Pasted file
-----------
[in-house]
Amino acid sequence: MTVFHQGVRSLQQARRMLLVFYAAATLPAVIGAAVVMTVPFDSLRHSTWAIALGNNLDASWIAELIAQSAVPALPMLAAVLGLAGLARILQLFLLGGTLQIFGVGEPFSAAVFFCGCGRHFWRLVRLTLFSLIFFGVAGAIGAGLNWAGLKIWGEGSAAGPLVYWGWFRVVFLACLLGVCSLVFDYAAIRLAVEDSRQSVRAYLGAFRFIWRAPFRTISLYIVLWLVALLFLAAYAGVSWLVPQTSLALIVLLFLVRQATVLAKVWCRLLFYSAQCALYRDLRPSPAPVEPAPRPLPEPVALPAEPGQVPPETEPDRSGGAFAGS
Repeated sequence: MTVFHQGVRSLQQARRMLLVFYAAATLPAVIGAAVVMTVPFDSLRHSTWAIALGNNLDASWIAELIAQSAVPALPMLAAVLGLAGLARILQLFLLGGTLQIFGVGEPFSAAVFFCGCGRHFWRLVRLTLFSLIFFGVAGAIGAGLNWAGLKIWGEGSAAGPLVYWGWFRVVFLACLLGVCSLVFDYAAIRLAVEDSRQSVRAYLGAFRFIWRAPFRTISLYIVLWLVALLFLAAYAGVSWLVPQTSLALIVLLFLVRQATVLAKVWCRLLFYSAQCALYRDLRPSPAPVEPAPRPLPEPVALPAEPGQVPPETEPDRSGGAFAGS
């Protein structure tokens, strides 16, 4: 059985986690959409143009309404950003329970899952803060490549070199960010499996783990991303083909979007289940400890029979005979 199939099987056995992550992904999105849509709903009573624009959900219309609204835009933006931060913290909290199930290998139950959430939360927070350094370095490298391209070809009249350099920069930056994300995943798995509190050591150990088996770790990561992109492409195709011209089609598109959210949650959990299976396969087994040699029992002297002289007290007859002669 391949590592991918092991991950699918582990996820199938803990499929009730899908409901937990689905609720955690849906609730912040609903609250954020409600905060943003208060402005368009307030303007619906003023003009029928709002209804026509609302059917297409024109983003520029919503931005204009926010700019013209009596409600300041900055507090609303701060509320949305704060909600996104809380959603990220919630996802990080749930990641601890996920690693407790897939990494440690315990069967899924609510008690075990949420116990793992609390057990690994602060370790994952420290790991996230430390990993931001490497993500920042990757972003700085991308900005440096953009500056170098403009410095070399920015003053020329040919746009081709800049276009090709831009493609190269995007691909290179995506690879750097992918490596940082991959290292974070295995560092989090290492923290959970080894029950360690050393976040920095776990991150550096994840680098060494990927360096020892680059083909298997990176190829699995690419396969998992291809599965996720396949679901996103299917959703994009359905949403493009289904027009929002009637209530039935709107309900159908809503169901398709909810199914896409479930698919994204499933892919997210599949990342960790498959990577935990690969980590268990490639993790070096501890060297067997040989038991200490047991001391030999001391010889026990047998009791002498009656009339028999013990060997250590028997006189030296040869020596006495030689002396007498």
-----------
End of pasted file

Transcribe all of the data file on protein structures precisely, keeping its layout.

[in-house]
Amino acid sequence: MTVFHQGVRSLQQARRMLLVFYAAATLPAVIGAAVVMTVPFDSLRHSTWAIALGNNLDASWIAELIAQSAVPALPMLAAVLGLAGLARILQLFLLGGTLQIFGVGEPFSAAVFFCGCGRHFWRLVRLTLFSLIFFGVAGAIGAGLNWAGLKIWGEGSAAGPLVYWGWFRVVFLACLLGVCSLVFDYAAIRLAVEDSRQSVRAYLGAFRFIWRAPFRTISLYIVLWLVALLFLAAYAGVSWLVPQTSLALIVLLFLVRQATVLAKVWCRLLFYSAQCALYRDLRPSPAPVEPAPRPLPEPVALPAEPGQVPPETEPDRSGGAFAGS
Repeated sequence: MTVFHQGVRSLQQARRMLLVFYAAATLPAVIGAAVVMTVPFDSLRHSTWAIALGNNLDASWIAELIAQSAVPALPMLAAVLGLAGLARILQLFLLGGTLQIFGVGEPFSAAVFFCGCGRHFWRLVRLTLFSLIFFGVAGAIGAGLNWAGLKIWGEGSAAGPLVYWGWFRVVFLACLLGVCSLVFDYAAIRLAVEDSRQSVRAYLGAFRFIWRAPFRTISLYIVLWLVALLFLAAYAGVSWLVPQTSLALIVLLFLVRQATVLAKVWCRLLFYSAQCALYRDLRPSPAPVEPAPRPLPEPVALPAEPGQVPPETEPDRSGGAFAGS
């Protein structure tokens, strides 16, 4: 059985986690959409143009309404950003329970899952803060490549070199960010499996783990991303083909979007289940400890029979005979 199939099987056995992550992904999105849509709903009573624009959900219309609204835009933006931060913290909290199930290998139950959430939360927070350094370095490298391209070809009249350099920069930056994300995943798995509190050591150990088996770790990561992109492409195709011209089609598109959210949650959990299976396969087994040699029992002297002289007290007859002669 391949590592991918092991991950699918582990996820199938803990499929009730899908409901937990689905609720955690849906609730912040609903609250954020409600905060943003208060402005368009307030303007619906003023003009029928709002209804026509609302059917297409024109983003520029919503931005204009926010700019013209009596409600300041900055507090609303701060509320949305704060909600996104809380959603990220919630996802990080749930990641601890996920690693407790897939990494440690315990069967899924609510008690075990949420116990793992609390057990690994602060370790994952420290790991996230430390990993931001490497993500920042990757972003700085991308900005440096953009500056170098403009410095070399920015003053020329040919746009081709800049276009090709831009493609190269995007691909290179995506690879750097992918490596940082991959290292974070295995560092989090290492923290959970080894029950360690050393976040920095776990991150550096994840680098060494990927360096020892680059083909298997990176190829699995690419396969998992291809599965996720396949679901996103299917959703994009359905949403493009289904027009929002009637209530039935709107309900159908809503169901398709909810199914896409479930698919994204499933892919997210599949990342960790498959990577935990690969980590268990490639993790070096501890060297067997040989038991200490047991001391030999001391010889026990047998009791002498009656009339028999013990060997250590028997006189030296040869020596006495030689002396007498």